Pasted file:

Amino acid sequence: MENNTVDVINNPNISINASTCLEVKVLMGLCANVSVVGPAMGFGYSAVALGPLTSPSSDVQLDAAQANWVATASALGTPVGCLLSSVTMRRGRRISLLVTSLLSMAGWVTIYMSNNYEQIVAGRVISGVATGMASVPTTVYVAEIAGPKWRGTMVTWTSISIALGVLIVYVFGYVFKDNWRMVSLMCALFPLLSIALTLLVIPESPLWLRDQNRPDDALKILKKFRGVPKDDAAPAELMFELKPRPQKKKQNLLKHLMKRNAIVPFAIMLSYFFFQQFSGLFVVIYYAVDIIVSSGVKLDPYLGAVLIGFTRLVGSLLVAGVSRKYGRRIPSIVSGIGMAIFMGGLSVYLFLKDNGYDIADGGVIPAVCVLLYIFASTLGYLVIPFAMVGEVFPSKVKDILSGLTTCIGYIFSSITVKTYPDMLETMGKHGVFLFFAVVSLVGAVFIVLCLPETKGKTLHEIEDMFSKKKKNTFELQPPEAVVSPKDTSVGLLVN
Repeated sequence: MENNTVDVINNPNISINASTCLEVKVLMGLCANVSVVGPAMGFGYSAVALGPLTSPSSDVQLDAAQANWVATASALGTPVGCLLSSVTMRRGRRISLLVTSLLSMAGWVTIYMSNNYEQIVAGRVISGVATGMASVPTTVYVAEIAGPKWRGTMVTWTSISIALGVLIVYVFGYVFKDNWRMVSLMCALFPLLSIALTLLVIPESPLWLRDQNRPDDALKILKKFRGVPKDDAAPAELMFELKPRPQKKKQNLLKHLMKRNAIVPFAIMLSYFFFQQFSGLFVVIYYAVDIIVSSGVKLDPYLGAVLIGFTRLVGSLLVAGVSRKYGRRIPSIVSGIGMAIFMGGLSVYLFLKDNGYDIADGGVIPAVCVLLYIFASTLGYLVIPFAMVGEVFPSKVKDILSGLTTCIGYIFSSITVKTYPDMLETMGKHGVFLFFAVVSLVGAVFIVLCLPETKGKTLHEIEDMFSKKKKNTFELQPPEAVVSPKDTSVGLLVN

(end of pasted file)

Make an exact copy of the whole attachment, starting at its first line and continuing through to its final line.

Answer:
Amino acid sequence: MENNTVDVINNPNISINASTCLEVKVLMGLCANVSVVGPAMGFGYSAVALGPLTSPSSDVQLDAAQANWVATASALGTPVGCLLSSVTMRRGRRISLLVTSLLSMAGWVTIYMSNNYEQIVAGRVISGVATGMASVPTTVYVAEIAGPKWRGTMVTWTSISIALGVLIVYVFGYVFKDNWRMVSLMCALFPLLSIALTLLVIPESPLWLRDQNRPDDALKILKKFRGVPKDDAAPAELMFELKPRPQKKKQNLLKHLMKRNAIVPFAIMLSYFFFQQFSGLFVVIYYAVDIIVSSGVKLDPYLGAVLIGFTRLVGSLLVAGVSRKYGRRIPSIVSGIGMAIFMGGLSVYLFLKDNGYDIADGGVIPAVCVLLYIFASTLGYLVIPFAMVGEVFPSKVKDILSGLTTCIGYIFSSITVKTYPDMLETMGKHGVFLFFAVVSLVGAVFIVLCLPETKGKTLHEIEDMFSKKKKNTFELQPPEAVVSPKDTSVGLLVN
Repeated sequence: MENNTVDVINNPNISINASTCLEVKVLMGLCANVSVVGPAMGFGYSAVALGPLTSPSSDVQLDAAQANWVATASALGTPVGCLLSSVTMRRGRRISLLVTSLLSMAGWVTIYMSNNYEQIVAGRVISGVATGMASVPTTVYVAEIAGPKWRGTMVTWTSISIALGVLIVYVFGYVFKDNWRMVSLMCALFPLLSIALTLLVIPESPLWLRDQNRPDDALKILKKFRGVPKDDAAPAELMFELKPRPQKKKQNLLKHLMKRNAIVPFAIMLSYFFFQQFSGLFVVIYYAVDIIVSSGVKLDPYLGAVLIGFTRLVGSLLVAGVSRKYGRRIPSIVSGIGMAIFMGGLSVYLFLKDNGYDIADGGVIPAVCVLLYIFASTLGYLVIPFAMVGEVFPSKVKDILSGLTTCIGYIFSSITVKTYPDMLETMGKHGVFLFFAVVSLVGAVFIVLCLPETKGKTLHEIEDMFSKKKKNTFELQPPEAVVSPKDTSVGLLVN